1. Unfortunately, the American tradition influenced the Ordinariate’s liturgy. The end looks like the modern Episcopalian rite.

    They also moved the Ember Day liturgies to the 1st week of Advent, and they follow the new calendar and lectionary, but it seems at least some of the old Mass ceremonial survives. They can even have subdeacons per the missal.

    1. There is also wide variation of use among different parishes. I have witnessed 4 different churches in my state alone and the results were:

      1. A mixture between American Episcopalian use (1970's prayer book) and the Roman Rite post-Trent.
      2. Highly Roman practices with Anglican prayers and twists (for instance, the Asperges Me is sung before Mass but in English). 1962 goers would feel at home but be surprised that deacons are being put to liturgical use.
      3. Elaborate High Church Anglicanism combined with Roman Solemn practice with a highly medieval aesthetic.

    2. Some combination of 2 & 3 is what I expected. In fact, they should have just used the missals they used as Anglicans... But, no, that was not to be. For those parishes which are particularly Pauline, it must be pointed out they used the Novus Ordo, thinking it ought to be used out of obedience and thinking the older missal was indeed suppressed.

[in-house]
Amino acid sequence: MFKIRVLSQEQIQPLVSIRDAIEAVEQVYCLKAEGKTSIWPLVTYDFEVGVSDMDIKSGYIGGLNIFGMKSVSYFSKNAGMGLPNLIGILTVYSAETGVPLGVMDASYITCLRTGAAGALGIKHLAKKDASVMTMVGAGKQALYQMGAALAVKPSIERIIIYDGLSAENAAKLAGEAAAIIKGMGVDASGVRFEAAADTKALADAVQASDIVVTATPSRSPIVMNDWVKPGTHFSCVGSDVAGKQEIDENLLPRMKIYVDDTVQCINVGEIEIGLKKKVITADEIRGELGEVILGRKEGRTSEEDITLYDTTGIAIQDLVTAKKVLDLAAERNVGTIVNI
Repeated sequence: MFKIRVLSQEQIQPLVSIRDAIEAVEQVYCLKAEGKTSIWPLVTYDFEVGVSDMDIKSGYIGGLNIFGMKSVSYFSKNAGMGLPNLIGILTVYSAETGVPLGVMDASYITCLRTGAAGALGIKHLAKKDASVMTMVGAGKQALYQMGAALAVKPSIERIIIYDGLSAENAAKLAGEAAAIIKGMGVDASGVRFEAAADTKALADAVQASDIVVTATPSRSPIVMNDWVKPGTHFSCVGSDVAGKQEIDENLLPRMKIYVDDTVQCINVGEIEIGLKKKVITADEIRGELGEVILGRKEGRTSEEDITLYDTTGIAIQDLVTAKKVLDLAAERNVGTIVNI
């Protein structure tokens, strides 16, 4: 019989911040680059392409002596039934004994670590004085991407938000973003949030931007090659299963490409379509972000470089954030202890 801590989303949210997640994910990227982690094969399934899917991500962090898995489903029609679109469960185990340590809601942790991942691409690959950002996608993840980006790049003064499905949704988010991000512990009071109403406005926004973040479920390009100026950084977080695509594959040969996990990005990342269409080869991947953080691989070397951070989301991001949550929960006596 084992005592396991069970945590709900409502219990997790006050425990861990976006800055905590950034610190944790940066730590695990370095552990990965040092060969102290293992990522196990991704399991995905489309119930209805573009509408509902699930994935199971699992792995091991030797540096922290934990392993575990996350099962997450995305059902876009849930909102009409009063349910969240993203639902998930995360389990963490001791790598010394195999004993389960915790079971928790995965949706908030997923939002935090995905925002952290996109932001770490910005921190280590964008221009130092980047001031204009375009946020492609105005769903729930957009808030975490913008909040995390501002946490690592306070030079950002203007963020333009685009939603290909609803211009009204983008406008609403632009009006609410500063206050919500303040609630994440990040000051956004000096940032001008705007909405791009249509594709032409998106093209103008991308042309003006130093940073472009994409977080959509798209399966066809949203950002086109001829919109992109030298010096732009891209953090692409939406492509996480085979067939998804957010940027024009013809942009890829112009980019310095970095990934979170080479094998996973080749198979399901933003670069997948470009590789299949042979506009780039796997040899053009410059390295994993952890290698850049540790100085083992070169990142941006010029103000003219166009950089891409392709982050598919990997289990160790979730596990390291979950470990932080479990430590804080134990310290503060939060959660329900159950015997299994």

It’s a tragedy they adopted a uniform rite which precludes much of that. Even the English Ordinary is favorable towards the Roman practice used by Mgr. Burnham and Fr. Hunwicke. In America, the outgoing Ordinary and the bishop-elect wear the maniple and face the east.

      Of course, Solemn High Mass is the norm...

    3. There is also wide variation of use among different parishes.

      Oh, absolutely. But that merely reflects the very diverse background of parishes that came into the U.S. Ordinariate - even from the Episcopal Church.

      In Baltimore, you have, just five miles from each other, one of the best known old high Anglo-Catholic parishes with a history of celebrating the old English Missal and which chooses the most traditional options in the Ordinariate missal, and a parish of charismatic ex-Episcopalians which (at last check) uses only the Novus Ordo.

      The diversity is likely to persist. But it will be interesting to see where they wind up 20 years from now.

  2. Did the deacon have any role in the medieval liturgies that he does not have in the Tridentine? And how exactly does the deacon's function differ in the Byzantine rite?

    1. I don't believe so. It's just that the standard practice in many Trad churches (i.e. 19th century American praxis) has little use for Deacons. At an Ordinariate Mass you may see Deacons read the gospel, give homilies, distribute Communion, clean the chalices, assist the priest on the altar, etc.

      I'm not sure about what "differs", but the Deacon in the Byzantine Rite announces the readings and events ("Wisdom! Be attentive!"), leads the litanies, may proclaim the gospel, give the sermon, distribute Communion, incense everything, and receive Communion in the hand. Also there are Deacon-specific prayers at certain points (one point being the Consecration).

    2. I have been thinking of late of what might be the relevance of medieval rites for us today. I think this topic would do for an interesting post should anyone think to pick it up ;-)